In the wake of the first glimpse at Captain America: Civil War, Jess Ennis asks why everyone is so excited.

Online Editor for Redbrick Film and 3rd year English Literature with Creative Writing student.
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Allow me to preface the forthcoming article by assuring the reader that I enjoyed Avengers: Age of Ultron. At this point, I’m so deeply in Marvel’s pocket that I’d probably watch two hours of Captain America and Thor washing dishes. In fact, I’d love it.

This does not make me, however, blind to the truth. Age of Ultron, for a Marvel film, disappointed me somewhat. But news of Joss Whedon’s departure from the franchise, and the Russo brothers’ firm instatement as the universe’s probable lead writers gave me some hope beyond Age of Ultron – something entirely reinforced with this past weekend’s Disney D23 Expo, in which the first footage of Captain America: Civil War was shown to the audience and recounted with eager abandonment online. This, then, is more an attempt to make sense of the hole that Age of Ultron left in me, and a mediation upon the immense excitement that Civil War fills me with.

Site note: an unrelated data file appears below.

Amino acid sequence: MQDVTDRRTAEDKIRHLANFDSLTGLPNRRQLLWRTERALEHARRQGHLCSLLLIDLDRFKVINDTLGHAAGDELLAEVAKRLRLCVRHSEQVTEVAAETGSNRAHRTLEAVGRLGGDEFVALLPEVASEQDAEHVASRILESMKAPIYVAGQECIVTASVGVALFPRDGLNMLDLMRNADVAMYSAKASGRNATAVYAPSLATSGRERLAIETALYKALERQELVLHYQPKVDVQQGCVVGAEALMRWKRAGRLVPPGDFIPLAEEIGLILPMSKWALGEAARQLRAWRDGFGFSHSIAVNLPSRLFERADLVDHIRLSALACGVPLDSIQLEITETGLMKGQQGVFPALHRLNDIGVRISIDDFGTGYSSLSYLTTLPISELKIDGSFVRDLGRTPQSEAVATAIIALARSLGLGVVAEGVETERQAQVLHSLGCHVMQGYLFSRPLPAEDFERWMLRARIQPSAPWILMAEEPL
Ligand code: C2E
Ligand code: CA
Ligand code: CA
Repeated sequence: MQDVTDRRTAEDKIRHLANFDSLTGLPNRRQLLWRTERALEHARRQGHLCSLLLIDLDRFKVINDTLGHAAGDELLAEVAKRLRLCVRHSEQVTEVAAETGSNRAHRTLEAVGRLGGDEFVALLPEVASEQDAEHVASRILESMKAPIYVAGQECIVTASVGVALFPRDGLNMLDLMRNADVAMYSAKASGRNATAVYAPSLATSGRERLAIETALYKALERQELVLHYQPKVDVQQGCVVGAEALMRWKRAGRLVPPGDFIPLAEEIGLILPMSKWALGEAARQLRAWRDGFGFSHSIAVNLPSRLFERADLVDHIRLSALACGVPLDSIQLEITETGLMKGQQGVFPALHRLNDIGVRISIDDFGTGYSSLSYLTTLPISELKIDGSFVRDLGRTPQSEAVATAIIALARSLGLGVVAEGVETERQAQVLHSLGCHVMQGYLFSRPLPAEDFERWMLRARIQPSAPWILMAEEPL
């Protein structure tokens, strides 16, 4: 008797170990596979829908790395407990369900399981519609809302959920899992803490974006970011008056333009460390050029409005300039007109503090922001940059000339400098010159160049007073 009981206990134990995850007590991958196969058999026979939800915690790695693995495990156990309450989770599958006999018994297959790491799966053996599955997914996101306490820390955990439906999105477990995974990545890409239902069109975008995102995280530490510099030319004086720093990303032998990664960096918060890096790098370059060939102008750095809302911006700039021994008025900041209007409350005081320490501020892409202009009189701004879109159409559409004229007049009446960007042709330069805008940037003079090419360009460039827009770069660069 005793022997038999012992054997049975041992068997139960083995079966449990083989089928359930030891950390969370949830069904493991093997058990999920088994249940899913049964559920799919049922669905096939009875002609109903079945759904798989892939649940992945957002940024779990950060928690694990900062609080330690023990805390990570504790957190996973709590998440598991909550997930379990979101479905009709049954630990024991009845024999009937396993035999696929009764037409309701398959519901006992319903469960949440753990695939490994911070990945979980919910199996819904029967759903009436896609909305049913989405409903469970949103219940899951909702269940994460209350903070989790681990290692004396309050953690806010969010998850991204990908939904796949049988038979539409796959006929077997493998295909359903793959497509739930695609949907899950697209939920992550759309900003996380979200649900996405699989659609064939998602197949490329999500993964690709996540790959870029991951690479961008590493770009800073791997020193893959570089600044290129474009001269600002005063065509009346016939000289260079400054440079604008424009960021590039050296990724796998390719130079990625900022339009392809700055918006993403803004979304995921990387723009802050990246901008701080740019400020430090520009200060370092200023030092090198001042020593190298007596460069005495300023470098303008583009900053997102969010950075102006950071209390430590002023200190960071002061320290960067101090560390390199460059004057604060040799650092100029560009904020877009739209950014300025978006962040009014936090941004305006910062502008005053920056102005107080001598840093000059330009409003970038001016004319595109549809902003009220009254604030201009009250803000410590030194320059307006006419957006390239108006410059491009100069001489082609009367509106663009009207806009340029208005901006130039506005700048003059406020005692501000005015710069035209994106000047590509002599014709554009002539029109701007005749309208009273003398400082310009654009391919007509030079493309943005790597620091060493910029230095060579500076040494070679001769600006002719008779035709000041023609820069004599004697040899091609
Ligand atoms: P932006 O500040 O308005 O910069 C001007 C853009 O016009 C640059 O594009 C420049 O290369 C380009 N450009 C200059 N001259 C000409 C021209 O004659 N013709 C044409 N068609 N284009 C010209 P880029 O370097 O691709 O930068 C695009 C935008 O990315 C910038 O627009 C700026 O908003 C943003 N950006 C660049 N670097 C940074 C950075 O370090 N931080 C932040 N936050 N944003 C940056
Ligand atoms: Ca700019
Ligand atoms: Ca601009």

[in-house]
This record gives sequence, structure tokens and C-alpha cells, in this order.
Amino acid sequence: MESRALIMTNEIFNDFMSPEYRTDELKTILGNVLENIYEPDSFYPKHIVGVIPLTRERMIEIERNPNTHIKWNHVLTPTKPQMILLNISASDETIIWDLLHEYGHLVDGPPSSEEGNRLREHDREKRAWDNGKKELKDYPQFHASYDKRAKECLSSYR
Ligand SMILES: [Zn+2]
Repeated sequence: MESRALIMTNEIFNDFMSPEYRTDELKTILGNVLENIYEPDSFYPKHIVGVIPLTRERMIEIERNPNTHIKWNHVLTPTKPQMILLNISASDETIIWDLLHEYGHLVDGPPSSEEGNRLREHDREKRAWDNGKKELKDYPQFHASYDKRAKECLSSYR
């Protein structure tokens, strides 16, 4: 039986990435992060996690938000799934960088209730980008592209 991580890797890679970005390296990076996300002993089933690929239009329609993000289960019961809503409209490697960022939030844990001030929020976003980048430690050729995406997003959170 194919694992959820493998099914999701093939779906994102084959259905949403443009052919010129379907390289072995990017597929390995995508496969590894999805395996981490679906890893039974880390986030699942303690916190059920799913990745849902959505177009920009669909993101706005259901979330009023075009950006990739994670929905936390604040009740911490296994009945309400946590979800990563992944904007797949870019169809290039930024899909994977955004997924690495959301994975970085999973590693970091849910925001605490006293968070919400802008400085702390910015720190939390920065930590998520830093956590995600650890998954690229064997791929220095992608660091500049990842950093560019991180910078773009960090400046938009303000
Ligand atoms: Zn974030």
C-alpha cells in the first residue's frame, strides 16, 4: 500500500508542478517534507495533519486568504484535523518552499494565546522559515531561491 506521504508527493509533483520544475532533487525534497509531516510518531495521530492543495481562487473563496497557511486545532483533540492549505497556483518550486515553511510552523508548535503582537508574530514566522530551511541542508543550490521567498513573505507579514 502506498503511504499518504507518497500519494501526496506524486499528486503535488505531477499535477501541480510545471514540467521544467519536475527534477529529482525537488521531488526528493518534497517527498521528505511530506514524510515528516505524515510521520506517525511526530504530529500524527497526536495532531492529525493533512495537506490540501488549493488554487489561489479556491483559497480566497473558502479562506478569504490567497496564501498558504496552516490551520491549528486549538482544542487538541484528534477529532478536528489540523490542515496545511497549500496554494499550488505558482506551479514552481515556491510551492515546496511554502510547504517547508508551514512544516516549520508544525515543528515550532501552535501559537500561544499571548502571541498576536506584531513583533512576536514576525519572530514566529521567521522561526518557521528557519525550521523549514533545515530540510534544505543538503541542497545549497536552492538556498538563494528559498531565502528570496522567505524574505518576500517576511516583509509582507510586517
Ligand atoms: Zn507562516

Why am I so much more excited for it than I was for Age of Ultron? In short: the Russo brothers.

When Captain America’s surroundings were so reminiscent of the audience’s, his struggles almost microcosmic of modern society’s permeated fear, the story grounded itself.

In Captain America: The Winter Soldier, audiences were given a refreshing take on Marvel’s superhero universe. Where Avengers Assemble had been a fun caper, the Iron Man trilogy a rich-boy-with-toys (albeit with more substance than that) romp, Winter Soldier was gritty. It was political – a thriller, almost. It spoke of Soviet Russia, Neo-Nazism and, importantly, trauma and recovery of war veterans. It used ideas close to the heart of its audience such as government surveillance and mass warfare in order to make the film feel real. Yes, the lead character was a recently defrosted ninety year old super-soldier. But when Captain America’s surroundings were so reminiscent of the audience’s, his struggles almost microcosmic of modern society’s permeated fear, the story grounded itself. It was dark, tonal, and rooted in politically charged genres outside of the superhero genre that gave its story real stakes and its characters real weight.